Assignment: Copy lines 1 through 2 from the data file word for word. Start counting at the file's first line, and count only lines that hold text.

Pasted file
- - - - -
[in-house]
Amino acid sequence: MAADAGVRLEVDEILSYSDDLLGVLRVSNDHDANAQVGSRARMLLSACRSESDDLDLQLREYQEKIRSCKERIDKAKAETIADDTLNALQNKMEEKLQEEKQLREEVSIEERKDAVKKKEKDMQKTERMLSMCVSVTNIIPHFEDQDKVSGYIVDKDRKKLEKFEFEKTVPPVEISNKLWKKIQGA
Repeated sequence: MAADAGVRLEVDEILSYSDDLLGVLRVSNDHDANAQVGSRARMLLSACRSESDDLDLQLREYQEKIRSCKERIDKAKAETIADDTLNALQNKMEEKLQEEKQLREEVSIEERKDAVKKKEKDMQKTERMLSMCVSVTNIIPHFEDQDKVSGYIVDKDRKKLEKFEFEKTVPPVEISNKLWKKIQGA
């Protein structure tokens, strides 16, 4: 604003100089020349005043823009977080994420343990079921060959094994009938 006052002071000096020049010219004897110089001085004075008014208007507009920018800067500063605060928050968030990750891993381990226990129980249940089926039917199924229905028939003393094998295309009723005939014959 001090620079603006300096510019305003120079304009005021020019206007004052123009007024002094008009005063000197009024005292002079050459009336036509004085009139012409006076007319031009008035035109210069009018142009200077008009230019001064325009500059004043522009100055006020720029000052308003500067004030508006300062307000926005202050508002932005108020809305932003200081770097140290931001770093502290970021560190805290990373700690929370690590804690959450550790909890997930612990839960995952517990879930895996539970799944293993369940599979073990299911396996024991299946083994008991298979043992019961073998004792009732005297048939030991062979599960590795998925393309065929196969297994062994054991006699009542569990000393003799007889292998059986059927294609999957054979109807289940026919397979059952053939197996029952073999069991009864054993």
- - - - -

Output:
[in-house]
Amino acid sequence: MAADAGVRLEVDEILSYSDDLLGVLRVSNDHDANAQVGSRARMLLSACRSESDDLDLQLREYQEKIRSCKERIDKAKAETIADDTLNALQNKMEEKLQEEKQLREEVSIEERKDAVKKKEKDMQKTERMLSMCVSVTNIIPHFEDQDKVSGYIVDKDRKKLEKFEFEKTVPPVEISNKLWKKIQGA